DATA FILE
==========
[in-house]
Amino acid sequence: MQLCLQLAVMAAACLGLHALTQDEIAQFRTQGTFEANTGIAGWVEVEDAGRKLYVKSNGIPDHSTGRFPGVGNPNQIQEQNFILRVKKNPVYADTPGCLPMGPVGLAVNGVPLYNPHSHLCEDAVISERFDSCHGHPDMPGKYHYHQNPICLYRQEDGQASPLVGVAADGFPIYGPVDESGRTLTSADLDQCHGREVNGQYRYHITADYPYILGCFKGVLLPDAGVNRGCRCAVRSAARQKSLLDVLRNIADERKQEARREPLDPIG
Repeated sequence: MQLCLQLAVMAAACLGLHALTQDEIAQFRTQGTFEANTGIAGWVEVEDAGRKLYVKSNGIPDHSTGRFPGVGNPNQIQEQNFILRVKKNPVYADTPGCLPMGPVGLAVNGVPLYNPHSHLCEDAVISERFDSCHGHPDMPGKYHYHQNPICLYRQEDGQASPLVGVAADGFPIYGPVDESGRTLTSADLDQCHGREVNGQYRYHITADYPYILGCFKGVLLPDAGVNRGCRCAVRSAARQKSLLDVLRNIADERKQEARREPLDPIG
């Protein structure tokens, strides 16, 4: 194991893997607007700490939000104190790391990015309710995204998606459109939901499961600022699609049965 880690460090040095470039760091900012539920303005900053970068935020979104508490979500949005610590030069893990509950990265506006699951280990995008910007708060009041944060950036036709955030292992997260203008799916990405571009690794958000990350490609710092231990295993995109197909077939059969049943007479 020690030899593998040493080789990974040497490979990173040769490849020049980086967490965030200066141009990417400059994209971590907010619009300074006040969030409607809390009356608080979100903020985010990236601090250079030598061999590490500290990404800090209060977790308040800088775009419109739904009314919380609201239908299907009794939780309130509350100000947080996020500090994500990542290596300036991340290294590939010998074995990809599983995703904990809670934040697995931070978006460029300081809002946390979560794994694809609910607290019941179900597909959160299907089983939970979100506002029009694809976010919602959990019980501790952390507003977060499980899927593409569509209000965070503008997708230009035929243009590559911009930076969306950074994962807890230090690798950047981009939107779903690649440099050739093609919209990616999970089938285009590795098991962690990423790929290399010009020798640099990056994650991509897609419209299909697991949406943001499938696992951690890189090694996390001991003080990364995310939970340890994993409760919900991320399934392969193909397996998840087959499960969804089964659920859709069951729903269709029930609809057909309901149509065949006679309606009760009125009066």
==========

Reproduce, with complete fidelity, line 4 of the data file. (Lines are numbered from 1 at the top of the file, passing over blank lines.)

């Protein structure tokens, strides 16, 4: 194991893997607007700490939000104190790391990015309710995204998606459109939901499961600022699609049965 880690460090040095470039760091900012539920303005900053970068935020979104508490979500949005610590030069893990509950990265506006699951280990995008910007708060009041944060950036036709955030292992997260203008799916990405571009690794958000990350490609710092231990295993995109197909077939059969049943007479 020690030899593998040493080789990974040497490979990173040769490849020049980086967490965030200066141009990417400059994209971590907010619009300074006040969030409607809390009356608080979100903020985010990236601090250079030598061999590490500290990404800090209060977790308040800088775009419109739904009314919380609201239908299907009794939780309130509350100000947080996020500090994500990542290596300036991340290294590939010998074995990809599983995703904990809670934040697995931070978006460029300081809002946390979560794994694809609910607290019941179900597909959160299907089983939970979100506002029009694809976010919602959990019980501790952390507003977060499980899927593409569509209000965070503008997708230009035929243009590559911009930076969306950074994962807890230090690798950047981009939107779903690649440099050739093609919209990616999970089938285009590795098991962690990423790929290399010009020798640099990056994650991509897609419209299909697991949406943001499938696992951690890189090694996390001991003080990364995310939970340890994993409760919900991320399934392969193909397996998840087959499960969804089964659920859709069951729903269709029930609809057909309901149509065949006679309606009760009125009066």